Bertie And Bobby: You Couldn’t Make It Up
Where Fact Is Stranger Than Fiction
Bertie Lutton and his family have regaled us with two astonishing stories in the build-up to Wolves’ midweek visit to another of his old clubs, West Ham.
The former Northern Ireland forward, who was finally located by this website in January following more than a year of trying, has been resident for most of the last three and a half decades in Melbourne, Australia.
But that hasn’t stopped us gleaning tales about him that are given a topical twist by Wolves’ trip to Upton Park on Tuesday.
And one surrounds the man who touched the nation’s hearts by lifting the World Cup at Wembley 44 long years ago.
“I was good friends at West Ham, as we all were, with Bobby Moore,” Bertie said. “He was a lovely, lovely man to be around and we obviously all looked up to him for what he had achieved with the club and with England.
“When I was at Upton Park, I was chosen for the Northern Ireland squad to face England in the Home Internationals of 1973 and asked Bobby beforehand if we could swap shirts at the end.
“But I didn’t get past the bench and was disappointed to learn that Bobby had swapped shirts in the tunnel with one of the Irish lads who had actually played.
“I mentioned this when we reported for training the following pre-season and he was as good as gold. He apologised and promised me something better still. True to his word, he turned up the next day with a shirt he had worn when England set out on their defence of the World Cup in Mexico in 1970.
“I was amazed that he would just give me something that he obviously cherished but that’s the kind of bloke he was.”
As club and country icons go, they come no bigger than the defender who won 108 England caps and received the Jules Rimet Trophy on the never-to-be-forgotten day that his club colleagues Geoff Hurst and Martin Peters scored the goals that saw off West Germany in July, 1966.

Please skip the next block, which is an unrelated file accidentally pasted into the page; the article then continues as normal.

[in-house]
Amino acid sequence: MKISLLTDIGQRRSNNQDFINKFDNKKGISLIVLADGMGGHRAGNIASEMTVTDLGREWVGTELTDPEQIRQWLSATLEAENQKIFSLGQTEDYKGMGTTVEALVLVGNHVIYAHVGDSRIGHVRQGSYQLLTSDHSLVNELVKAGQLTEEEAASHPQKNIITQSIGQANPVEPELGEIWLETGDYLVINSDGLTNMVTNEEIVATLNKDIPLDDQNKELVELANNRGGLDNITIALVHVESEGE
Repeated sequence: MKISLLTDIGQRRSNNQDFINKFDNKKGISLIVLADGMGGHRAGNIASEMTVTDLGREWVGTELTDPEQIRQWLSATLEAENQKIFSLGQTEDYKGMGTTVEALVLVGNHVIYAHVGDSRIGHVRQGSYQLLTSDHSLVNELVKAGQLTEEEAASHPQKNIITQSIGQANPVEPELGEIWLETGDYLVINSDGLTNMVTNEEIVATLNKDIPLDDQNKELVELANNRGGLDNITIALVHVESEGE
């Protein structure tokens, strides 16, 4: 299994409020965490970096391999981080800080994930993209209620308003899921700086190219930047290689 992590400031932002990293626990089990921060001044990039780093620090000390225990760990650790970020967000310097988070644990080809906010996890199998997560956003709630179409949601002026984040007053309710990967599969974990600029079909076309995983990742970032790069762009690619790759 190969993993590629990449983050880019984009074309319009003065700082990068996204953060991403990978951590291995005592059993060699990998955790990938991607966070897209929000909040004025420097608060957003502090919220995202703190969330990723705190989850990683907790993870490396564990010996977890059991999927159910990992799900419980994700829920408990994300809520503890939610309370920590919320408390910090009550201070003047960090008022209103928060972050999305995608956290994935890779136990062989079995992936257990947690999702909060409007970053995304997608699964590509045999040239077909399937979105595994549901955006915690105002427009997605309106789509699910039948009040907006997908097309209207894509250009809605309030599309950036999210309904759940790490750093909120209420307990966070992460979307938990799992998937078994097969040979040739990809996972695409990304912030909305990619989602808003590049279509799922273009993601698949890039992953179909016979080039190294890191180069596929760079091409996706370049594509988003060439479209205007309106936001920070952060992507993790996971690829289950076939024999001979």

Bertie was so taken with the keepsake that he kept it for 33 years, parting with it only at an auction back in England in 2006 as retirement beckoned.
“The shirt fetched £9,000 but Dad swallowed a bit hard when he heard a few weeks ago that it had been offered on e-bay for just under £40,000!” said Lutton’s Wolverhampton-based son, Lee. “He obviously made a few bob in the end from it but it looks like somebody is going to make a hell of a lot more.
“The Mexico World Cup was played in the year I was born, so I was always fascinated by that white shirt. It was perforated, specially designed with tiny holes to make the players more comfortable in that heat. But, here’s the strangest thing……
“Dad never wore it because he treasured it so much and didn’t want to risk washing it. You would only ever see it in the drawer.
“But, when I was in Melbourne with him and lying on the couch one day watching TV, he walked into the room with it on. The news was showing and, just as I was about to ask him why he had put it on, we heard the announcement that Bobby had died.
“Of all the days he decided to wear it at last, it just happened to be the one in 1993 when Bobby lost his fight against cancer. Dad must have been going through a Memory Lane moment and we were absolutely staggered. It was as if he had received a message and acted accordingly.”
Seventeen years ago this month, Wolves were the first visitors to Upton Park after Moore’s passing.
Bertie, who is 60 this year, played 25 matches for Wolves from 1967 to 1971 and made just over half that many appearances after moving to Upton Park in 1972-73, initially on loan, via a spell with Brighton.